Daniel got briefly very aggravated with the villainous Clock King in this episode. There’s a really nice bit of subtle, sweetly in-character acting on the part of Walter Slezak as he and two thugs invade Wayne Manor. His original plan had been to use a clock that Aunt Harriet had earlier purchased to gas everybody unconscious and then heist Bruce Wayne’s collection of antique pocket watches. But one of his thugs has put the wrong device in the clock; they need that device for a different scheme altogether. So they come in, cosh Alfred, and take back the clock to get back the macguffin.
But while they’re in the mansion, Clock King might as well pilfer those antique pocket watches. He hasn’t a minute to lose – this criminal sticks to a tight timetable – but he doesn’t just dump them all in a black bag. He takes a moment to look over each of them briefly, appraising each special treasure with an enthusiast’s eye. It’s a perfect little moment already, and then he ever-so-subtly decides that one of them doesn’t pass muster and he replaces it. I’ve seen this guy at a hundred record stores. I want to shake his hand.
Aunt Harriet catches the crooks in the act and yells for help, and it looks for a moment like he’s going to take her hostage. Daniel didn’t like that at all. He’s savvy enough to know that it’s okay for the heroes to be put in danger, but not innocent civilians. He growled and hid his eyes, and when Bruce Wayne and Dick Grayson chase off the villains with their macguffin clock – sadly for the connoisseur, he has to leave behind the pocket watches that he had so gingerly collected – he breathed a big sigh of relief. What a mean villain, menacing a helpless old lady like that!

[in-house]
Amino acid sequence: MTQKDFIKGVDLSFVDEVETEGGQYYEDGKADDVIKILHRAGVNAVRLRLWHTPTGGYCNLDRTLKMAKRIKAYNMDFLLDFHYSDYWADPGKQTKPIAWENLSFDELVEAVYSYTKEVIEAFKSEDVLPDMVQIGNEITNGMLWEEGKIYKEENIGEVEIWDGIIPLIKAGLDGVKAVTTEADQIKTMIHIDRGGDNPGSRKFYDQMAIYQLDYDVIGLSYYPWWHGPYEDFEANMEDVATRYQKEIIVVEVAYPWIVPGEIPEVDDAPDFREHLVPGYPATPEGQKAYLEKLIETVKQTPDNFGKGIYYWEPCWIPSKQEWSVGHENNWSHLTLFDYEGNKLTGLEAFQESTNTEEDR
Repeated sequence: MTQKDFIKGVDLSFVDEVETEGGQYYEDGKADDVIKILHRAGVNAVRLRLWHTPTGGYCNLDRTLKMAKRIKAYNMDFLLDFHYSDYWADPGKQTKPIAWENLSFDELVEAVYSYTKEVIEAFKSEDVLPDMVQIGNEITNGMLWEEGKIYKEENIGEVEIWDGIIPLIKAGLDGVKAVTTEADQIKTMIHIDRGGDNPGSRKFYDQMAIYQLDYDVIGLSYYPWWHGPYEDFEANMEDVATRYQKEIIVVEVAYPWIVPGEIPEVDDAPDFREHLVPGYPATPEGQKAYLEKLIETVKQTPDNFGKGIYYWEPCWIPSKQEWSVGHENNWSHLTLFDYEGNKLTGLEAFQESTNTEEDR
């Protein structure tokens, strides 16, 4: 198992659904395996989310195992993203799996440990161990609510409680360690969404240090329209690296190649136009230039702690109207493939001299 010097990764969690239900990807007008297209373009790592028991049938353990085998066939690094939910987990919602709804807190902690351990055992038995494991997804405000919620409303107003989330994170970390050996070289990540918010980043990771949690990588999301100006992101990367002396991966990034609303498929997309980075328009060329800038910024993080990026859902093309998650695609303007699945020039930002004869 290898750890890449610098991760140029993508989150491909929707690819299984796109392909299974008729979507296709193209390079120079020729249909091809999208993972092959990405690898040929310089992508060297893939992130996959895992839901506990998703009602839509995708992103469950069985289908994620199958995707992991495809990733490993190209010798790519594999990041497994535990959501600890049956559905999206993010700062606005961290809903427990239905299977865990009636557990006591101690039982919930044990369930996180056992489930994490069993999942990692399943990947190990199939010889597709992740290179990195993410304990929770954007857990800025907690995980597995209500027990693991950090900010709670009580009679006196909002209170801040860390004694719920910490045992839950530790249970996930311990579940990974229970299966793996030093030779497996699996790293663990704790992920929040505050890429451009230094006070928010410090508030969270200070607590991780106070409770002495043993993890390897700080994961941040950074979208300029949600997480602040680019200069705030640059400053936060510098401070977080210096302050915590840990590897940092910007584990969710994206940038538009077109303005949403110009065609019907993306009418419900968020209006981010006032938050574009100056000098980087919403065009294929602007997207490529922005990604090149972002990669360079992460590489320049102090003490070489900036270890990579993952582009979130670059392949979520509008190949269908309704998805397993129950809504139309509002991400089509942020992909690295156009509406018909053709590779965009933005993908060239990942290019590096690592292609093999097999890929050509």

Speaking of macguffins, there’s some great dialogue in the Batcave that really grounds this as such a thoroughly sixties adventure show. I mean, it really doesn’t matter what it is that the bad guy wants to steal in his unnecessarily complicated scheme, but it turns out to be a cesium-powered clock which is to be transferred from a research lab to some scientific agency or other. It’s really on-the-nose with its talk of contemporary science that the viewers had probably heard mentioned in the news, in much the same way that the first Cybernaut episode of The Avengers, which had aired on ABC a few months previously, had been unnecessarily full of talk about transistors.
Walter Slezak is similar to Van Johnson in that he’s probably best known to modern audiences as having played a villain on Batman, but, like Johnson, he was a much bigger name in 1966 and known to most of the viewers watching then. He’d made dozens of films in the 1940s and 1950s, and he’s actually the first of two lead actors from Alfred Hitchcock’s Lifeboat to become a Batvillain. He’s one of only two Batvillains to win a Tony Award for Best Lead Actor or Actress in a Musical. (I’ll probably forget this in season three, so I’ll mention here that Ethel Merman is the other, although Maurice Evans and Eartha Kitt also received nominations.) By ’66, Slezak’s career had peaked, and he mostly retired after 1968. He seemed to have real fun in the role, and honestly, I’m not minding this run of one-off villains written for big guest stars at all.